Wednesday, September 19, 2012

A Tale of Two Flags... Part 2 of my Flag How To

Crafting anything is always more fun when you have friends to bounce ideas off of.  So I pretty much make it a practice never to craft alone. Well okay, maybe "never" is a strong word, but I'd say I rarely craft alone.  I mean you need your REAL friends there to let you know that what you think looks great, really looks like poo.     That being said... making spirit flags falls into the category of "crafting", which means that I needed a crafting buddy.  My friend Liz (who had the brilliant idea to do this How To) gladly volunteered.

So our mission for today was to make 4... yes you heard it right, 4 spirit flags.  Did we complete our mission?  OF COURSE NOT!  But we did make some great progress and feel particularly proud of the fact that we will not be burning the midnight oil on the night before these puppies are due.

Now I present to you... A Tale of Two Flags

Yesterday we showed you how to prepare your flag canvas using Gesso to prime and stiffen your material.  The huge advantage to doing this is that if you decide to have a white background to your flag (which I did) then you have cut out a HUGE step in your flag making process. Why?  Because Gesso is white!  Score one for me!

But today is all about the accessories... the bling, the fru-fru, the sparkle that you can add to your flag to give it that POP-A-COLOR, and that shot of WOW!  But how do you know what to choose from the thousands and thousands of items that your local craft store has to offer?  Aahh why it's elementary my dear crafty friend... a theme.  I love a good theme.  Whether it's for a party, a craft, a room I plan to decorate.  A theme just makes me happy because I have a jumping off point as well as some boundaries.

So what were our themes?  Liz's was lions and mine was stars.  Now you can go in several different directions with these, but let me give you a super great tip.  THE INTERNET!!  You can find tons of ideas to help you find some inspiration.  Liz went the way of The Lion King. I chose to go the All Star route.  So lets start with the border materials.

NOTE: Before you start to add any of the items to your flag, you must either sew or hot glue the pole sleeve on your flag.  This will allow you to cover the seam with whatever you choose to use for your border.

Now with a theme like The Lion King you have some great inspiration pictures out there to help you with the graphics.  To carry through the theme, what better material to use on your border than craft fur.  Yes it does have a tendency to look like some random hairy man's chest... but it's FUN, and creative, and really who wouldn't love fur on a flag?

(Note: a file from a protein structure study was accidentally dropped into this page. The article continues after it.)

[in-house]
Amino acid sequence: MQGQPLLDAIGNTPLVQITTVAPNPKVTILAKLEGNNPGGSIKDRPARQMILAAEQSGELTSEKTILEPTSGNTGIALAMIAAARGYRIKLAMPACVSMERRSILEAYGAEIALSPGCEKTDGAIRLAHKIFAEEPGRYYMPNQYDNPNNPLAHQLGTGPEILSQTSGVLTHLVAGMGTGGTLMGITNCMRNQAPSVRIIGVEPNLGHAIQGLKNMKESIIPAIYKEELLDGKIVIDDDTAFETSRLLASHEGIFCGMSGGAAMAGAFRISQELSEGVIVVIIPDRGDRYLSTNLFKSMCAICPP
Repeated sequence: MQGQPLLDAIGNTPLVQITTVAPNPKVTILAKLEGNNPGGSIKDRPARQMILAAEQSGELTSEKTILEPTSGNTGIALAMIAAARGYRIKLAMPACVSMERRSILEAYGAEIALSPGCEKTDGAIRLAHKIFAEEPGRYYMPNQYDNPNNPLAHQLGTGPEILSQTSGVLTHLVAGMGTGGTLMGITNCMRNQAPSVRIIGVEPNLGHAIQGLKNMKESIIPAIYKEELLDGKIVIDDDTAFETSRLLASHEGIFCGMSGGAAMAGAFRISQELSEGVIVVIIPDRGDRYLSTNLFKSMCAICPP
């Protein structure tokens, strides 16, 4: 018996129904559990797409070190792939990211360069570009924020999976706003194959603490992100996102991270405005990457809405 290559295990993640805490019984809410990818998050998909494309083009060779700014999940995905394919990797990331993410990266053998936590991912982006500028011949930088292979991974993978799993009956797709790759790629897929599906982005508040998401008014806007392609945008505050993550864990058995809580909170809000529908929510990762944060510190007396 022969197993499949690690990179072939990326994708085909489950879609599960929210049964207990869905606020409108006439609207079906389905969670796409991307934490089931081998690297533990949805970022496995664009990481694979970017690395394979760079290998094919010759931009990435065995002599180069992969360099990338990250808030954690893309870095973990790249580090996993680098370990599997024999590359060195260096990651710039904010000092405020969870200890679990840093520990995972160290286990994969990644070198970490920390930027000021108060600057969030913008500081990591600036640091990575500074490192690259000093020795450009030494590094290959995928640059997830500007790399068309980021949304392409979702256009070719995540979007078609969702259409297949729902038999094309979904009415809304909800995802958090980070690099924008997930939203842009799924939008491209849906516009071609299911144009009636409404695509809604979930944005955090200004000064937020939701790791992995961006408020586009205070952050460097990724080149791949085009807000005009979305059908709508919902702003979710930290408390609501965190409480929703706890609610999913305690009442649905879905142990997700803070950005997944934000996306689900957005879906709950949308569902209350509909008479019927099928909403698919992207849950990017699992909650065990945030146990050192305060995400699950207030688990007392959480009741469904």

For the All Star theme flag, I decided to go with a colorful star grosgrain ribbon.  Another option would be to find a cotton fabric that either matches the color scheme or the theme that you are going with and use that to create a border around your flag.

Now I personally prefer to put my border on the canvas prior to adding any of the added graphics or lettering to my flag.  This is simply because I want to have a definite space to work with.  Believe me, there is nothing worse than spending lots of time drawing out a lady bug on your flag only to find that part of it is going to be covered by your border.  Live and learn!

Because of the border that Liz was using, it was easier (and necessary) to do her graphic before adding her border.  This takes a bit more planning, but sometimes it is necessary.

To add some stability to your flag, you want to insert a wooden dowel into the top and bottom borders of your flag.  Now these dowels will be way too long for your flag, and I am not a fan of power tools that could possibly cut off some fingers.  SO... these pruning sheers are my best friend for this part of the project.  


Once your base color has completely dried then you can start to add the detail.  Liz printed out a picture of The Lion King Musical poster and used that as a guide for her flag.  She first drew it out in pencil and then went through and added the black paint.  

What if you don't have a super steady hand and don't want to outline a graphic using a paint brush?  A black Sharpie marker is a great tool to add some dimension to your graphics.  It is so much easier to outline not only pictures and shapes but your lettering as well.  It really helps everything pop and stand out.  

There are lots of different ways to add lettering to your flags.  Stencils, stamp letters, chip board letters, wooden letters, vinyl lettering, felt letters, foam letters or just free hand writing. There are so many possibilities.  If you have a theme then you can choose a font that goes with your theme. Again, the internet is a great tool for this.

I have a CRICUT machine, so that is usually our first choice for lettering options.  For Liz's flag we downloaded African font from the internet and then used it to cut out the lettering.  

I wanted a font that would have the feel of an athletic letter jacket, and Freshman font did the trick.  I also chose a handwritten font to add some interest.  We did notice that the vinyl didn't completely stick to the canvas.  So to solve this problem we just gave the whole canvas a quick coat of decoupage.  Problem solved!

 The Final Result
I absolutely LOVE how this flag turned out.  So different and fun!  LOVE, LOVE, LOVE!

And I LOVE how fun and colorful the ALL STAR flag turned out.  This one may have been one of the easier flags I've done.

 Okay, so there you have it.  Now go find a reason to make a flag!!


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